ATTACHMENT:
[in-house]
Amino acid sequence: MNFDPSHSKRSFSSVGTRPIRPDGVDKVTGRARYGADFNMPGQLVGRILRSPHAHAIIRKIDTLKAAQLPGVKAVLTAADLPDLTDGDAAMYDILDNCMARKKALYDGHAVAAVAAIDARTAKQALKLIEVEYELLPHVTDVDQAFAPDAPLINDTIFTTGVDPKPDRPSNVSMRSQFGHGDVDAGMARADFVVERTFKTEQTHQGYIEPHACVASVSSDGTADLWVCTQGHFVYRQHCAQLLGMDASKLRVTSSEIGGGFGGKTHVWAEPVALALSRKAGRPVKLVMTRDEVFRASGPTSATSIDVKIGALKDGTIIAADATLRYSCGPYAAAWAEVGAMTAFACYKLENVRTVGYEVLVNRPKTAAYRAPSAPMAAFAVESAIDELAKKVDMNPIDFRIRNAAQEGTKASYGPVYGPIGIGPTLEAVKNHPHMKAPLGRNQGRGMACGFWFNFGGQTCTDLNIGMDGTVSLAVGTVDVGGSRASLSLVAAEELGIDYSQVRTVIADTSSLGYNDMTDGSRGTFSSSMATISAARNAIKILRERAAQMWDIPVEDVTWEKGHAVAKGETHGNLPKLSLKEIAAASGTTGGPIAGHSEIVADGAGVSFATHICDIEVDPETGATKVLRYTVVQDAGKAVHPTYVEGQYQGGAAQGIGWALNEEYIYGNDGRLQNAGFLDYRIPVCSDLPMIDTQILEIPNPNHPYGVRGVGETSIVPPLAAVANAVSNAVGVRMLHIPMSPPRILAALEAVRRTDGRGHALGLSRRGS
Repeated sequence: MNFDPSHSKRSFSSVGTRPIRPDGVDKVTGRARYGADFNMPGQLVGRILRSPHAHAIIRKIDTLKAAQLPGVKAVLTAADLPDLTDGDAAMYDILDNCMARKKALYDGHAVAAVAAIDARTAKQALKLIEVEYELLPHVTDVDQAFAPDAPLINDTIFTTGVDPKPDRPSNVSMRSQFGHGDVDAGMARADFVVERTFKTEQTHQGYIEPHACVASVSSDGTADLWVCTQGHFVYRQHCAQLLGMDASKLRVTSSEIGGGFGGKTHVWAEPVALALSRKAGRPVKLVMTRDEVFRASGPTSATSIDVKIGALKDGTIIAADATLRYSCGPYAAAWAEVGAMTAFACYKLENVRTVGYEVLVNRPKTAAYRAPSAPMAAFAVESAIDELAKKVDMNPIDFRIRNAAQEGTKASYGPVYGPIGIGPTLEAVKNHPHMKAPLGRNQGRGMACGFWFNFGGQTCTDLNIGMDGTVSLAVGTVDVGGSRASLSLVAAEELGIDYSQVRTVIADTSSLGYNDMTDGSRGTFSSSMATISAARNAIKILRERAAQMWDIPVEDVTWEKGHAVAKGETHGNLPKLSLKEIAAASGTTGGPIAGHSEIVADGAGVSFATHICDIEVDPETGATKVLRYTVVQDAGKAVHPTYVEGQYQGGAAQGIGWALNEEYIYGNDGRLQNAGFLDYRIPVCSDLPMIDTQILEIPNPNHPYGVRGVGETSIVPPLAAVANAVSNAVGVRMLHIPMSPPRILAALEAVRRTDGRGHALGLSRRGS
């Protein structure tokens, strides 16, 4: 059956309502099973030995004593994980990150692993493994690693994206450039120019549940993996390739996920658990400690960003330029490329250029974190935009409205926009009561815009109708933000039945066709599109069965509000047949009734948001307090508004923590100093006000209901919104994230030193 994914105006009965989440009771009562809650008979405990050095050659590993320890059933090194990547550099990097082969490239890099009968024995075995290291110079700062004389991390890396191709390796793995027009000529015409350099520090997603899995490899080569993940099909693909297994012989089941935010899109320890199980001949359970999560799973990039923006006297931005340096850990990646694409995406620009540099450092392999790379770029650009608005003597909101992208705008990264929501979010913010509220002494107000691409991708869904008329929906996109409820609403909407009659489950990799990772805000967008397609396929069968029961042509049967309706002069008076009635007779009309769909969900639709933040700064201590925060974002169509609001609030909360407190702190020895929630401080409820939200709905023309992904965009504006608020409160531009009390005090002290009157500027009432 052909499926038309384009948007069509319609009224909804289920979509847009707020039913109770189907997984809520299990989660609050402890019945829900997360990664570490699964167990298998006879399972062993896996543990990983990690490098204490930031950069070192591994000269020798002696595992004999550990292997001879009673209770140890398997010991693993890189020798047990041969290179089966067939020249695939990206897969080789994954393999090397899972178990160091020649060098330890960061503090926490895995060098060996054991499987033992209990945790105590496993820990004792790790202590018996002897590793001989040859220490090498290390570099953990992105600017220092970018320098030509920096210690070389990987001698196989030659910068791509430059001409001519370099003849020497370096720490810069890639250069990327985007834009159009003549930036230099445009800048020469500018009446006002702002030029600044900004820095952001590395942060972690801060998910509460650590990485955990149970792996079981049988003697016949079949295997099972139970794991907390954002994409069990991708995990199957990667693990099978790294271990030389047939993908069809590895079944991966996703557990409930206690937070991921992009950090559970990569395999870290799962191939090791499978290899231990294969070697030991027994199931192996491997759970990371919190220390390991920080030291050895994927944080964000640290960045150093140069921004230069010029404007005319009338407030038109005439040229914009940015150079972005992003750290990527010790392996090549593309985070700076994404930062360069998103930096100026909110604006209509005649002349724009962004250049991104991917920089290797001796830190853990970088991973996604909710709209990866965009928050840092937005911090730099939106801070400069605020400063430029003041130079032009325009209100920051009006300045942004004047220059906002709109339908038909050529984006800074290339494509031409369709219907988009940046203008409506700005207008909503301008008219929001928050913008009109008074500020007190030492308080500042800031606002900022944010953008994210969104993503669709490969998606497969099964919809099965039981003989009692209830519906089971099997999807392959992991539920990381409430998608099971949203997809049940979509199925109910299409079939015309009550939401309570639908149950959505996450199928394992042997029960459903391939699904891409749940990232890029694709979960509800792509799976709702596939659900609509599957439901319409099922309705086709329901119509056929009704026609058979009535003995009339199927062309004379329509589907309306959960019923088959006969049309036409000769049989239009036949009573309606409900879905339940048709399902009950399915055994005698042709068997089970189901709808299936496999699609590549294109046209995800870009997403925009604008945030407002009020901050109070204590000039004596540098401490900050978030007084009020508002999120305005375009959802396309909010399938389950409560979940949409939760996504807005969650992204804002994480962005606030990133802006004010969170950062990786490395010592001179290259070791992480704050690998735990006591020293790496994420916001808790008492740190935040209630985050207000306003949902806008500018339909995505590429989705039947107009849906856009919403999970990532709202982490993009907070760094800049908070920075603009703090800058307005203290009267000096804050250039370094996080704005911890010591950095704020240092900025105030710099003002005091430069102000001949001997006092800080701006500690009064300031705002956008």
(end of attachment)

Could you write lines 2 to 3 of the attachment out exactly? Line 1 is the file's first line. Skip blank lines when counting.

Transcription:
Amino acid sequence: MNFDPSHSKRSFSSVGTRPIRPDGVDKVTGRARYGADFNMPGQLVGRILRSPHAHAIIRKIDTLKAAQLPGVKAVLTAADLPDLTDGDAAMYDILDNCMARKKALYDGHAVAAVAAIDARTAKQALKLIEVEYELLPHVTDVDQAFAPDAPLINDTIFTTGVDPKPDRPSNVSMRSQFGHGDVDAGMARADFVVERTFKTEQTHQGYIEPHACVASVSSDGTADLWVCTQGHFVYRQHCAQLLGMDASKLRVTSSEIGGGFGGKTHVWAEPVALALSRKAGRPVKLVMTRDEVFRASGPTSATSIDVKIGALKDGTIIAADATLRYSCGPYAAAWAEVGAMTAFACYKLENVRTVGYEVLVNRPKTAAYRAPSAPMAAFAVESAIDELAKKVDMNPIDFRIRNAAQEGTKASYGPVYGPIGIGPTLEAVKNHPHMKAPLGRNQGRGMACGFWFNFGGQTCTDLNIGMDGTVSLAVGTVDVGGSRASLSLVAAEELGIDYSQVRTVIADTSSLGYNDMTDGSRGTFSSSMATISAARNAIKILRERAAQMWDIPVEDVTWEKGHAVAKGETHGNLPKLSLKEIAAASGTTGGPIAGHSEIVADGAGVSFATHICDIEVDPETGATKVLRYTVVQDAGKAVHPTYVEGQYQGGAAQGIGWALNEEYIYGNDGRLQNAGFLDYRIPVCSDLPMIDTQILEIPNPNHPYGVRGVGETSIVPPLAAVANAVSNAVGVRMLHIPMSPPRILAALEAVRRTDGRGHALGLSRRGS
Repeated sequence: MNFDPSHSKRSFSSVGTRPIRPDGVDKVTGRARYGADFNMPGQLVGRILRSPHAHAIIRKIDTLKAAQLPGVKAVLTAADLPDLTDGDAAMYDILDNCMARKKALYDGHAVAAVAAIDARTAKQALKLIEVEYELLPHVTDVDQAFAPDAPLINDTIFTTGVDPKPDRPSNVSMRSQFGHGDVDAGMARADFVVERTFKTEQTHQGYIEPHACVASVSSDGTADLWVCTQGHFVYRQHCAQLLGMDASKLRVTSSEIGGGFGGKTHVWAEPVALALSRKAGRPVKLVMTRDEVFRASGPTSATSIDVKIGALKDGTIIAADATLRYSCGPYAAAWAEVGAMTAFACYKLENVRTVGYEVLVNRPKTAAYRAPSAPMAAFAVESAIDELAKKVDMNPIDFRIRNAAQEGTKASYGPVYGPIGIGPTLEAVKNHPHMKAPLGRNQGRGMACGFWFNFGGQTCTDLNIGMDGTVSLAVGTVDVGGSRASLSLVAAEELGIDYSQVRTVIADTSSLGYNDMTDGSRGTFSSSMATISAARNAIKILRERAAQMWDIPVEDVTWEKGHAVAKGETHGNLPKLSLKEIAAASGTTGGPIAGHSEIVADGAGVSFATHICDIEVDPETGATKVLRYTVVQDAGKAVHPTYVEGQYQGGAAQGIGWALNEEYIYGNDGRLQNAGFLDYRIPVCSDLPMIDTQILEIPNPNHPYGVRGVGETSIVPPLAAVANAVSNAVGVRMLHIPMSPPRILAALEAVRRTDGRGHALGLSRRGS